Previous clinic-based studies reported a high prevalence of comorbidity between RLS and depression or anxiety disorders.3 Notably, Winkelmann and colleagues26 used a structured psychiatric measure, the Munich–Composite International Diagnostic Interview for DSM-IV, to assess psychopathology among 130 RLS patients. Compared with 2265 community residents, those with RLS had an increased risk of having panic disorder (odds ratio [OR], 4.7; 95% confidence interval [CI], 2.1 to 10.1), generalized anxiety disorder (OR, 3.5; 95% CI, 1.7 to 7.1), and MDD (OR, 2.6; 95% CI, 1.5 to 4.4) over a 12-month period.27
Several population-based studies have reported increased rates of anxiety and depression in patients with RLS.3 Data from the Baltimore Epidemiologic Catchment Area study showed strong associations between RLS and MDD (OR, 4.7; 95% CI, 1.6 to 14.5) and panic disorder (OR, 12.9; 95% CI, 3.6 to 46.0) among 1024 community residents over 12 months.27
The underlying cause for the high prevalence of comorbidities between RLS and depression is unclear. Certainly, symptomatic overlap exists between MDD and RLS because RLS can trigger or exacerbate at least 4 of the 9 depressive symptoms listed in DSM-IV for MDD.3 Dysphoria, insomnia or excessive sleepiness (particularly during the day), decreased concentration, fatigue or loss of energy, and psychomotor retardation are common among RLS patients. Alternatively, an underlying shared pathophysiological mechanism between RLS and MDD might be responsible for the comorbidity.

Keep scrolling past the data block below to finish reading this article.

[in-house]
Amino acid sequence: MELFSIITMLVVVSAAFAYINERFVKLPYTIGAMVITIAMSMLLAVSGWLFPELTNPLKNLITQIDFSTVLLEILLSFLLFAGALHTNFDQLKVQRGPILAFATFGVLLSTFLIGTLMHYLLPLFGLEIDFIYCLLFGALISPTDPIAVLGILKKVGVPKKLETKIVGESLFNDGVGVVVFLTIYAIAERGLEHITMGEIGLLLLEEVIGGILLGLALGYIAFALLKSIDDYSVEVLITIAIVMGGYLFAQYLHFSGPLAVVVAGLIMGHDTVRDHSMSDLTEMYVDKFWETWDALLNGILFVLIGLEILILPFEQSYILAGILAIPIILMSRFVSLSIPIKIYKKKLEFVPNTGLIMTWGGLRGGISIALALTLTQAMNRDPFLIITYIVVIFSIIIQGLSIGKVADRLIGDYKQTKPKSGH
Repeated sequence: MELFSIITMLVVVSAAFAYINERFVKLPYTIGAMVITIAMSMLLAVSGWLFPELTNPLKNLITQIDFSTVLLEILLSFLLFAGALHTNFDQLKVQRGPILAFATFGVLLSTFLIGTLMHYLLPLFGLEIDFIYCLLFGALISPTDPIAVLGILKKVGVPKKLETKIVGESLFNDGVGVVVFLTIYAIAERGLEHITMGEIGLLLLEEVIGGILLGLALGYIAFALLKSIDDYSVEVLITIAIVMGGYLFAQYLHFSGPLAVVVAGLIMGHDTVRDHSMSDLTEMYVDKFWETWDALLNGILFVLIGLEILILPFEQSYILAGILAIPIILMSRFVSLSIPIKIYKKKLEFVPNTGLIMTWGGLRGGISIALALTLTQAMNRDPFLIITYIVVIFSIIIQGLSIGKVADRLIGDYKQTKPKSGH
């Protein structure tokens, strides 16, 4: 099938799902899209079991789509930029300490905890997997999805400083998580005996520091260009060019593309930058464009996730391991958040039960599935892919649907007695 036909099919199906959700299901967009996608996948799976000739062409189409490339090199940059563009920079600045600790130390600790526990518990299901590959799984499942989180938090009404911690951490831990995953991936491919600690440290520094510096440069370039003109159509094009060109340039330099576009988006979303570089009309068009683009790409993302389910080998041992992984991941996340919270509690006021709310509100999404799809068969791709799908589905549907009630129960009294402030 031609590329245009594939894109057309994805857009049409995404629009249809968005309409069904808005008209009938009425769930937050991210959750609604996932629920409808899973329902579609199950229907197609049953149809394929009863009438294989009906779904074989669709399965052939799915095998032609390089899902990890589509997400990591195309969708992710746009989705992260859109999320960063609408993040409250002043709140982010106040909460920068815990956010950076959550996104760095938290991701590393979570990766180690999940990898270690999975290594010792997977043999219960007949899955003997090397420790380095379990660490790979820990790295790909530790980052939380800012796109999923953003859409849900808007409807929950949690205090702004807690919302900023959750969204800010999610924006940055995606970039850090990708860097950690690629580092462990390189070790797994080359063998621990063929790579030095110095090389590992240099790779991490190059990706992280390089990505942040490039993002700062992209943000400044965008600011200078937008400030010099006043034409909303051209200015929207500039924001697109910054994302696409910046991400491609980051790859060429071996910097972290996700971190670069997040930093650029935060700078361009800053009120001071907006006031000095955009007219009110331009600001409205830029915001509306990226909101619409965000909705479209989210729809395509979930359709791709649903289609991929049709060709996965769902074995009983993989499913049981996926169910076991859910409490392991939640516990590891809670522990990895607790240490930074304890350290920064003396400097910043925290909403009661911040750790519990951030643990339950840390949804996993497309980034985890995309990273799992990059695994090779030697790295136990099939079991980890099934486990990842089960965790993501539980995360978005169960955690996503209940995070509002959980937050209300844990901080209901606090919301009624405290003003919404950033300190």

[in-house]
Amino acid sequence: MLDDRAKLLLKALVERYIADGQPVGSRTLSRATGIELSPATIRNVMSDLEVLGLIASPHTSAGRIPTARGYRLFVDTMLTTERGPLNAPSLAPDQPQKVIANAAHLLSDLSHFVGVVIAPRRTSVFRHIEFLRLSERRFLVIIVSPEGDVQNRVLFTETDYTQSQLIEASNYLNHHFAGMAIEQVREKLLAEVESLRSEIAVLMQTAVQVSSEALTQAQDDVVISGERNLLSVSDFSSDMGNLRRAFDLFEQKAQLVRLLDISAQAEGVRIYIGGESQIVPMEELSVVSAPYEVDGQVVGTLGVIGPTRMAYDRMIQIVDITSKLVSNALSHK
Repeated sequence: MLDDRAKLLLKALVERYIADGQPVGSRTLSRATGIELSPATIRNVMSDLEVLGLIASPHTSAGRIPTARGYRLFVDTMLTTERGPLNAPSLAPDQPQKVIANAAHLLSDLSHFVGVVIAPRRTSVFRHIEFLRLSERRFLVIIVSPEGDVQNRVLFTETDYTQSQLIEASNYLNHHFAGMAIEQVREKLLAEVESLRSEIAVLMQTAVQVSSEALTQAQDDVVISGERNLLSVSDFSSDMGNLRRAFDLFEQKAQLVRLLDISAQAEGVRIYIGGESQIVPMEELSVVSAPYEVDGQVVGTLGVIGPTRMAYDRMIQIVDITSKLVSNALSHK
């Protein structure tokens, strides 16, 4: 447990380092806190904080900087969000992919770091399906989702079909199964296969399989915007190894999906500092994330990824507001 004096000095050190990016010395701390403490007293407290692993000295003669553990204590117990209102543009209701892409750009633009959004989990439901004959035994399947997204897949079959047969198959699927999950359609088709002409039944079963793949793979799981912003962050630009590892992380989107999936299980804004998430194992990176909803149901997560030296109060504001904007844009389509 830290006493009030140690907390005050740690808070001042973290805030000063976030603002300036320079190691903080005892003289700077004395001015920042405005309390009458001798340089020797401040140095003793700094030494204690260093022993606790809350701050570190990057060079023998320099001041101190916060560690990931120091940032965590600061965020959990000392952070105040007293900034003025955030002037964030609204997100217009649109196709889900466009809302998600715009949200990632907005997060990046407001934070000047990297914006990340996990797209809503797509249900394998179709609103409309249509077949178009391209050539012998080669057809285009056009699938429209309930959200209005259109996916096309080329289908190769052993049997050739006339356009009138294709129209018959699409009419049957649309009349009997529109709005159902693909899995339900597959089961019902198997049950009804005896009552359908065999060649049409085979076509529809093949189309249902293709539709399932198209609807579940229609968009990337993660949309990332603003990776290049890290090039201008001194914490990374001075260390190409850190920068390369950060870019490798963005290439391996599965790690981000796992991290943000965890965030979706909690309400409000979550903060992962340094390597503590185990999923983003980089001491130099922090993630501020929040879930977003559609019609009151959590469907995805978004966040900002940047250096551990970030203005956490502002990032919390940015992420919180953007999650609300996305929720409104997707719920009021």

Many studies have established the role of dopaminergic pathology in RLS.28 A recent systematic review supported a role for diminished dopaminergic neurotransmission in major depression based on the following evidence29:
• Diminished dopamine release from presynaptic neurons or impaired signal transduction has been implicated.
• Animal models of depression have shown considerable responsiveness to dopamine neurotransmission.
• Several studies have shown reduced concentration of dopamine metabolites in cerebrospinal fluid and in brain regions that mediate mood and motivation.
• Neuroimaging studies have shown reduced dopamine transmission and compensatory up-regulation of D2 receptors.
In fact, bupropion, which has proven efficacy in the treatment of depression, acts, at least in part, by promoting dopaminergic function. Several clinical trials recently reported a potential role for dopamine agonists—the first-line agents for RLS—in managing treatment-resistant depression or bipolar depression.30
Potential associations between other psychiatric disorders and RLS have been reported recently. Several studies found that RLS and PLMS are common among children or adults with attention-deficit/hyperactivity disorder (ADHD).31,32 It is still unclear whether sleep disruption from RLS rather than RLS itself is associated with ADHD-like symptoms of restlessness, overactivity, and inattention. High rates of RLS-like symptoms in patients with schizophrenia33 and somatoform pain disorder34 have been reported as well.